Despite the Asian flavor of the restaurant’s name (many passing motorists assume it’s a Chinese restaurant, one waitress confided), The Bamboo Hut’s menu is as all-American as a club sandwich, which the Hut makes with ham and cheese instead of the traditional turkey and bacon. In fact, someone should declare a new national holiday to celebrate The Bamboo Hut’s Southern-fried chicken, which is also deep-fried but moist and savory under a crunchy armor of peppery crust. It comes with a steaming baked potato — a cloud of starchy fluff encased in a foil wrapper — and a two-fisted slab of hot, garlicky grilled toast.
The Bamboo Hut ain’t no place for dieters. I finally said to hell with calorie counting after my second visit, when I’d guilt-tripped myself into ordering a neat little dish of cottage cheese and a demure grilled chicken salad, then watched in misery as Bob lustily devoured an iceberg salad drenched in homemade buttermilk dressing and a gorgeous eight-ounce steak broiled in garlic and butter. I reached over and took one bite of the tender steak, then shoved aside the low-cal salad and yelled for grilled pork chops. You don’t go to a place like The Bamboo Hut to punish yourself by watching the rest of the crowd live it up.
Two lovely little chops came out so perfectly grilled that the meat’s surface was slightly caramelized and a touch smoky, next to a heaping mound of generously cut, golden American fries. Along with a cold salad scattered with tomato wedges, rings of white onion and croutons, the pork chop dinner felt like Sunday afternoon at Grandma’s.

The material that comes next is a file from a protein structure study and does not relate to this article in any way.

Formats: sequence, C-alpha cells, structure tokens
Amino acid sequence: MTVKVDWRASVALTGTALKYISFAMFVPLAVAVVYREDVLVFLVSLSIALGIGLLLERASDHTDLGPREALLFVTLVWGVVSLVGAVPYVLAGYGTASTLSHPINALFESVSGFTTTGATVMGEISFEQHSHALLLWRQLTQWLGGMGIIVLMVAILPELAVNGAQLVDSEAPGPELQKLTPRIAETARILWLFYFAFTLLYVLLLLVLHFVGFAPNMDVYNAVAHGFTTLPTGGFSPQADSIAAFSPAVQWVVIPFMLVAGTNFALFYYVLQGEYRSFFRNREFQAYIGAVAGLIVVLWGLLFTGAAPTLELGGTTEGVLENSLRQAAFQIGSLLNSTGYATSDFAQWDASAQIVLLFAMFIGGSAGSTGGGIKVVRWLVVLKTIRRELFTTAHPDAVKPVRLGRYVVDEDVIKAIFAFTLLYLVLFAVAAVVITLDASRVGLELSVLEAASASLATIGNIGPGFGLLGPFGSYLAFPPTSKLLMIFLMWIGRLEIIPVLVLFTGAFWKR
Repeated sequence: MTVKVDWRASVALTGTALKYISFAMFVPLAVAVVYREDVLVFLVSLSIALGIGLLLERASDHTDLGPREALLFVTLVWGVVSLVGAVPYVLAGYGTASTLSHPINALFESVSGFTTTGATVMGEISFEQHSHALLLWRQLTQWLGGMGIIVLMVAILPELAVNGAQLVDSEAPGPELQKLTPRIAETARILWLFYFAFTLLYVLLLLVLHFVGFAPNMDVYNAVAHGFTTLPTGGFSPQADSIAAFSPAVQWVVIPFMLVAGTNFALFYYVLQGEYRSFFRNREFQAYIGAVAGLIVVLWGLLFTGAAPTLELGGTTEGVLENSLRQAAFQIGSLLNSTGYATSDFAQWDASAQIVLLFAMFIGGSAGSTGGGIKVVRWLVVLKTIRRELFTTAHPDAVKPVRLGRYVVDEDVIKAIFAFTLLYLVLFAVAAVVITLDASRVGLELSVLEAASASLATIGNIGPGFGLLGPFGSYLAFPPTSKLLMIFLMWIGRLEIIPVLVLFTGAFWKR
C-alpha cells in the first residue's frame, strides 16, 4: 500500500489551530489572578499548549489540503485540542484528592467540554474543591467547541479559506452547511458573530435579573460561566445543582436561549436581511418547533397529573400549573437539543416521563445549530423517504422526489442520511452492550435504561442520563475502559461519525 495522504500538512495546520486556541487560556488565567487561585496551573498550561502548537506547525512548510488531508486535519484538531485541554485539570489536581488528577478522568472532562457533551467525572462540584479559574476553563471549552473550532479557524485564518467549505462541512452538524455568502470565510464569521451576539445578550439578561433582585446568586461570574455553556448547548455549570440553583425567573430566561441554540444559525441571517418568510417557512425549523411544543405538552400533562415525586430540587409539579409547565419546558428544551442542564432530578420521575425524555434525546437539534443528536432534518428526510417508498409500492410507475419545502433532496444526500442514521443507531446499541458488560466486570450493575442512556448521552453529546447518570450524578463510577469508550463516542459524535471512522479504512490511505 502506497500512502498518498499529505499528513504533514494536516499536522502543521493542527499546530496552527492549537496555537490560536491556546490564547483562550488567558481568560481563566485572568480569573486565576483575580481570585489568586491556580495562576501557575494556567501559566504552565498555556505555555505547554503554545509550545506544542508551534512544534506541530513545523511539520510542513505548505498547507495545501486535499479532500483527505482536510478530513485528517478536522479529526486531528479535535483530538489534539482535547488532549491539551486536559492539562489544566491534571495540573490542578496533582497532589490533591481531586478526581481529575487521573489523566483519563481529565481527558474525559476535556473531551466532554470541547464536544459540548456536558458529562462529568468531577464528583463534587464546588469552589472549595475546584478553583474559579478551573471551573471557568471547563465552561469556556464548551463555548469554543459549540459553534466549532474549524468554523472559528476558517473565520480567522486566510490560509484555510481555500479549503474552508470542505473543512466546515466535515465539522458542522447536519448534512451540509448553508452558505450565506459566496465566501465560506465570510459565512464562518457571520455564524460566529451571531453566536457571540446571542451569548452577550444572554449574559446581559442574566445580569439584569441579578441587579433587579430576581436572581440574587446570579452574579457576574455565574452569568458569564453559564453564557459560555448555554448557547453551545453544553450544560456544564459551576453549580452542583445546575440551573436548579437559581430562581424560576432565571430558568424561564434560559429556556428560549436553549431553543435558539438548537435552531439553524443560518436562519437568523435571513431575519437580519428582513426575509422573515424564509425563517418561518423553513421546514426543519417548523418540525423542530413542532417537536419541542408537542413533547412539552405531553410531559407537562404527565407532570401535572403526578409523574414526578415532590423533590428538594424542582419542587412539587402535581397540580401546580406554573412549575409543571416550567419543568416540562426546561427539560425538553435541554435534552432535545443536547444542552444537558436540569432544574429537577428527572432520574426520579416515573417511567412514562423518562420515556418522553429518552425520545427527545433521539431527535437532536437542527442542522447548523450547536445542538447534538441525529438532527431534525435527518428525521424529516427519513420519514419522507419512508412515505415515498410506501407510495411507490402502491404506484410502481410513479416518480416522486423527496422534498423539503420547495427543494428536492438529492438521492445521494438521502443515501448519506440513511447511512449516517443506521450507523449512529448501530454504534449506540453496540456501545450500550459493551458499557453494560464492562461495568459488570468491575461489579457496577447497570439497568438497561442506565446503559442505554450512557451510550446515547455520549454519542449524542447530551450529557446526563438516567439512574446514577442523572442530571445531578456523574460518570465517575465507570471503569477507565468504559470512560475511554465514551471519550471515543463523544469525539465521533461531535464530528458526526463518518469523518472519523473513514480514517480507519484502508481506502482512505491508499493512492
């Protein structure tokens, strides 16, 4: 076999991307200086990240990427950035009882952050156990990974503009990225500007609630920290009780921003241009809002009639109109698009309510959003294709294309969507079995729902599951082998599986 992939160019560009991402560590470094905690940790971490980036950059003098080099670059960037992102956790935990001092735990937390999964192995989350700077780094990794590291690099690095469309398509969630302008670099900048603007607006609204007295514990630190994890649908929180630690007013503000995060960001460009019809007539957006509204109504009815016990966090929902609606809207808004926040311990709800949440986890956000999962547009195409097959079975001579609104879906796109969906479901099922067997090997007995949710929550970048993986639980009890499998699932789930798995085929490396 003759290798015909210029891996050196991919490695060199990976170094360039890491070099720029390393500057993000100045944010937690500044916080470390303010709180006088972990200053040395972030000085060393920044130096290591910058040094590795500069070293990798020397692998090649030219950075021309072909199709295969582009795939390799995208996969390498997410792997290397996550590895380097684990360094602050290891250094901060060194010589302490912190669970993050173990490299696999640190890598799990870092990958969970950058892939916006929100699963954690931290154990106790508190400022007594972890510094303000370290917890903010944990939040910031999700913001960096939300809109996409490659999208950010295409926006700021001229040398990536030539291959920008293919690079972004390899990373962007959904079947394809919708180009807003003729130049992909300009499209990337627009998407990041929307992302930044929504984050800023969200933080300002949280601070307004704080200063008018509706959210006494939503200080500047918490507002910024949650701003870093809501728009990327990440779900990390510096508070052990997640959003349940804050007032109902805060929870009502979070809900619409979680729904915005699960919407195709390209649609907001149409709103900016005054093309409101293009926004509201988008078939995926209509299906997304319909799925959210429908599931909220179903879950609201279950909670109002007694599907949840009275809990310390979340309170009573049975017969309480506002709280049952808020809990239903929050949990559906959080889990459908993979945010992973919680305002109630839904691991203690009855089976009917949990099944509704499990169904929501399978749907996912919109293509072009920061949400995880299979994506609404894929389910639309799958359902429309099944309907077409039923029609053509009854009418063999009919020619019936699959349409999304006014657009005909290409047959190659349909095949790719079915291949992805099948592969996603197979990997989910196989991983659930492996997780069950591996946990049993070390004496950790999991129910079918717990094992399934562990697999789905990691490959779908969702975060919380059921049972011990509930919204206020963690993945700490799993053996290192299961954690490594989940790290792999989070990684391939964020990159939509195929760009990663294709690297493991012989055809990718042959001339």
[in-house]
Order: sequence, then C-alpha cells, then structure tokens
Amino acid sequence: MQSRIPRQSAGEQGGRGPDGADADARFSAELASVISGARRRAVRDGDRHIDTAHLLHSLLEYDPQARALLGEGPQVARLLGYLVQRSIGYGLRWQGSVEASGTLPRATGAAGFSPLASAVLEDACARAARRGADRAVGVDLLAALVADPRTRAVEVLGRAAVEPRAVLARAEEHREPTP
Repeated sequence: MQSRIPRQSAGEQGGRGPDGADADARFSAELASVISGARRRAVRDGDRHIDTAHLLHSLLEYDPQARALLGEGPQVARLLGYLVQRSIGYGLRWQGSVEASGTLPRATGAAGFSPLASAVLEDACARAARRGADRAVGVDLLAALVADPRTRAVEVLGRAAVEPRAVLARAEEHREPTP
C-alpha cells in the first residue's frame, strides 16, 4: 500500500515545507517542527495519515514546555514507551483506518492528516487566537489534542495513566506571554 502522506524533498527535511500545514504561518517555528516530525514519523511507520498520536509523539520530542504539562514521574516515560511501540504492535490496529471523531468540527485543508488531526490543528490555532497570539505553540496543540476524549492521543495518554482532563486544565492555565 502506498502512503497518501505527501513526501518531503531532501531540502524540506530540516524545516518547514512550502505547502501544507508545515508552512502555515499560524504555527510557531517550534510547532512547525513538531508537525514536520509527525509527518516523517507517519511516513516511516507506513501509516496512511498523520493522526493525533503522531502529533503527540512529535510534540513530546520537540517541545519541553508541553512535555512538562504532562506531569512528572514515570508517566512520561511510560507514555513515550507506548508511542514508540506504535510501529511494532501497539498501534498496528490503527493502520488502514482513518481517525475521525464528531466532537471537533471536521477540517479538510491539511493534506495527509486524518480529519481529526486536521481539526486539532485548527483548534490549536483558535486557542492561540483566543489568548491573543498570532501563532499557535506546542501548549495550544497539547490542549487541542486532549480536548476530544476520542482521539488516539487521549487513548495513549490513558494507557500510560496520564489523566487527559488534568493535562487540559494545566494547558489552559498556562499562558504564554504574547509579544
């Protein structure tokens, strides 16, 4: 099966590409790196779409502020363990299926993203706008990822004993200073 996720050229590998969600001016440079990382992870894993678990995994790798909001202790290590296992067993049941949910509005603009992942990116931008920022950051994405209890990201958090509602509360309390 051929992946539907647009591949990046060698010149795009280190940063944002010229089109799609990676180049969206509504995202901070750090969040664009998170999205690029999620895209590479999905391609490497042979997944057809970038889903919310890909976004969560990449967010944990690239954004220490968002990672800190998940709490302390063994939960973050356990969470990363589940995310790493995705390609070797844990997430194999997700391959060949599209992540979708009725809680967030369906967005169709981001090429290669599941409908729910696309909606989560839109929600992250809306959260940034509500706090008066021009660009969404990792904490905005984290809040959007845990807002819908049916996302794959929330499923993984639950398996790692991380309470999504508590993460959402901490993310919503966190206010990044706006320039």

Dinner at The Bamboo Hut is a culinary trip down a lost highway not just because of the prices, the music and the snappy service. How many new restaurants still offer a livers/gizzards combo dinner? On one visit I immediately reverted to my teen years as soon as I stole a plump shrimp, encased in a hot shell of fried batter, off of Bob’s platter of shrimp and steak. I don’t think I’d eaten French-fried shrimp since I wore braces, and these were the really good kind: so big they were nearly impossible to dip into the tiny cup of cocktail sauce, and it took a few bites to finish them off. That dinner came with a tiny filet — hardly bigger than a marshmallow but exquisitely succulent nonetheless.
Lou Jane’s ten-ounce filet mignon was even better, a gorgeous hunk of grilled beef wrapped in bacon and brought out on a hot metal platter that sizzled for minutes. I snagged a taste before Lou Jane claimed the rest of the steak for herself, and we agreed that it was a first-class filet, not the kind you’d expect to find in a roadhouse. But The Bamboo Hut’s neon sign has been trumpeting the joint’s great steaks since the days when Route 40 was a super-highway.
The Bamboo Hut serves no desserts (unless a rum and Coke does the job for you), but you’ll be so full by the time you push your plate aside, you won’t give a damn if you ever see a pastry again. The following day, however, you’ll step on the scale, let out a scream and know it’s time to get down to the gym and check out the new equipment.